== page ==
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How is IBS Different from Other Conditions?

IBS Is Frequently Misdiagnosed


Updated May 26, 2014

Irritable bowel syndrome (IBS) is a disease of exclusion, meaning that a diagnosis of IBS is often given after no other cause for the symptoms can be found. This also means that IBS is frequently misdiagnosed, and treated, as other conditions. Some people may see several different doctors and undergo many tests before finally arriving at a diagnosis at IBS. What are the other conditions that have symptoms similar to IBS? These conditions are known as “differential diagnoses” -- different diseases that have a similar set of symptoms or “presentation.”

Differential: Inflammatory bowel disease (IBD)

IBS is often confused with ulcerative colitis or Crohn's disease (collectively known as IBD), but there are differences. IBS is a syndrome, not a disease, and it will not lead to colon cancer nor does it cause intestinal bleeding. IBD will often cause inflammation or ulcers in the intestinal wall that can be seen by a physician during a colonoscopy, while IBS does not have any such physical signs. IBD can also cause severe abdominal pain, fevers, and weight loss.

Key points: IBS does not cause inflammation, ulcers, bleeding, or significant weight loss.

Differential: Celiac disease.

Celiac disease (sometimes called celiac sprue) is reportedly underdiagnosed as many people still think that this is a rare childhood condition. In fact, as many as 1 in 1000 people may have this hereditary condition. It may take years to get a diagnosis of celiac disease, as the symptoms are often vague and may be overlooked or assumed to be caused by other conditions. When a person with celiac disease eats gluten (a common food ingredient), an immune response is triggered that causes damage to the lining of the small intestine. This results in the small intestine being unable to absorb critical nutrients. Unlike IBS, for which there is no diagnostic test, celiac disease can be diagnosed with 85% to 90% accuracy with antibody tests (IgA anti-gliadin and anti-tissue trans glutaminase), and with 95% to 98% accuracy with genetic testing (HLA-DQ2 and HLA-DQ8 genes). The basis for the treatment of celiac disease is the elimination of gluten from the diet. It is estimated that as many as 30% of those diagnosed with IBS may actually have celiac disease.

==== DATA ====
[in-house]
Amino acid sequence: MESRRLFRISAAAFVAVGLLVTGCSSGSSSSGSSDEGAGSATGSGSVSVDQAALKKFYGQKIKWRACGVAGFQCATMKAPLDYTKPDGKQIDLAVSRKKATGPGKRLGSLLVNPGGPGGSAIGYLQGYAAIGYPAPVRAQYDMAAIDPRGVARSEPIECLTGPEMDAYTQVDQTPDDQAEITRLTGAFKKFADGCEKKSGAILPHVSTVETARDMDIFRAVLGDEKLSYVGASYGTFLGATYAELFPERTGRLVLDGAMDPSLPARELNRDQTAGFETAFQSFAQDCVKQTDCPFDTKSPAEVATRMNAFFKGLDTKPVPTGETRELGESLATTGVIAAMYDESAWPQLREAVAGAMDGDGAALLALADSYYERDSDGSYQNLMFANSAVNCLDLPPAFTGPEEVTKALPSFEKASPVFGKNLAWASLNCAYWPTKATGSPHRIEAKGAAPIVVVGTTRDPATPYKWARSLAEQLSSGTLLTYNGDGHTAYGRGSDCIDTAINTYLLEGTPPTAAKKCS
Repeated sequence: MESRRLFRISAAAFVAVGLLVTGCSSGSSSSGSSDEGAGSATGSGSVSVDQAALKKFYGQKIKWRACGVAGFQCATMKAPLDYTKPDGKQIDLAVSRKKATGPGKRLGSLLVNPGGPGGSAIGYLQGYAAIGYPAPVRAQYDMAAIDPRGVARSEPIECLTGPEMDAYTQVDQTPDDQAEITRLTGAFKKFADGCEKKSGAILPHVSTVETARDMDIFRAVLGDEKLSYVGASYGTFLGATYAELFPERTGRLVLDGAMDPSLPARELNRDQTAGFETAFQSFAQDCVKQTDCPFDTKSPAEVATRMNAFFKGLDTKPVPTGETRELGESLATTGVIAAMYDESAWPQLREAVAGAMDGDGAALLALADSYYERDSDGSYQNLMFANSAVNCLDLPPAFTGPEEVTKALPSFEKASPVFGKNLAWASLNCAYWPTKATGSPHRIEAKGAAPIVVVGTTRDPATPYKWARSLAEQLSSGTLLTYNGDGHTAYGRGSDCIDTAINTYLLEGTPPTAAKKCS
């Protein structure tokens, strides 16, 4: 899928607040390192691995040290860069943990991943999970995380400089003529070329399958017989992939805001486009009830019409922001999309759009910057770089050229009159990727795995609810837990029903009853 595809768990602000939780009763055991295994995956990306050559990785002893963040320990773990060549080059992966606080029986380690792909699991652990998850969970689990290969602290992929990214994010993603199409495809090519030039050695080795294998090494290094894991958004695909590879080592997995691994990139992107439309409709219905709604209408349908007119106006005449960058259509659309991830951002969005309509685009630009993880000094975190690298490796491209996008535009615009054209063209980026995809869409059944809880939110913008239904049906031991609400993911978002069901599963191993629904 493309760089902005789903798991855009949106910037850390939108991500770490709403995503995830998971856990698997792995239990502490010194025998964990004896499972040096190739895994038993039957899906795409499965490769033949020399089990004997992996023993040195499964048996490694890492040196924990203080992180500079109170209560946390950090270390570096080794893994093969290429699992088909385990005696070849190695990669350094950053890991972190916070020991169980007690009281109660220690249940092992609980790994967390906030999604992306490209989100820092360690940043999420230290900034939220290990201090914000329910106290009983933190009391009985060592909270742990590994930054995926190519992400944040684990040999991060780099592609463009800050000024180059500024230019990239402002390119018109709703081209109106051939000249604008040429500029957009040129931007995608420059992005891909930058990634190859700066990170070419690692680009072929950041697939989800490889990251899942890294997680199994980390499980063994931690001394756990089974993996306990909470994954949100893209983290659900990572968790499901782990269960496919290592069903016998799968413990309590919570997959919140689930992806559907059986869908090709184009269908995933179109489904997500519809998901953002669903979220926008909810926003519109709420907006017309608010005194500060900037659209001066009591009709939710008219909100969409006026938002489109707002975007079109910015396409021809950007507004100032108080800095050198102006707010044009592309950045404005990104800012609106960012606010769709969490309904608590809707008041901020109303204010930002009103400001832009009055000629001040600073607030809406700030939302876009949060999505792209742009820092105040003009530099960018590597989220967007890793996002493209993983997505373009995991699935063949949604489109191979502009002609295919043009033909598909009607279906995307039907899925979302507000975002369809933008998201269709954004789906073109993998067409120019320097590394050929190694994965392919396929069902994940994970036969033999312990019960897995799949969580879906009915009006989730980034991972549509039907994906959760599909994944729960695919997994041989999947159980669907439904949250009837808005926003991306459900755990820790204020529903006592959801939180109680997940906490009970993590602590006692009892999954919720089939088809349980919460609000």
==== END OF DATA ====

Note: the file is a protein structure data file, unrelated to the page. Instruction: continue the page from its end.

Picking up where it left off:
Key points: Celiac disease can often be accurately diagnosed with antibody tests or genetic testing, and symptoms often improve rapidly with a gluten-free diet.

Differential: Infection.

A viral, parasitic, or bacterial infection can cause the symptoms common in IBS such as abdominal pain, bloating, and diarrhea. These infections may be the common “stomach flu” (viral gastroenteritis), food poisoning, or from water contaminated with harmful parasites. These types of infections tend to be acute rather than chronic; the symptoms start quickly and may be severe. In many cases there may be a clear event that precipitated the symptoms, such as eating undercooked food (in the case of food poisoning), or having contact with a person with similar symptoms (such as with the stomach flu). There is some evidence that IBS may be connected with a bacterial infection, but this theory is not yet proven.

Key points: Bacterial and parasitic infections often improve after treatment with antibiotics, and viral infections tend to improve after a few days, while symptoms of IBS are chronic.


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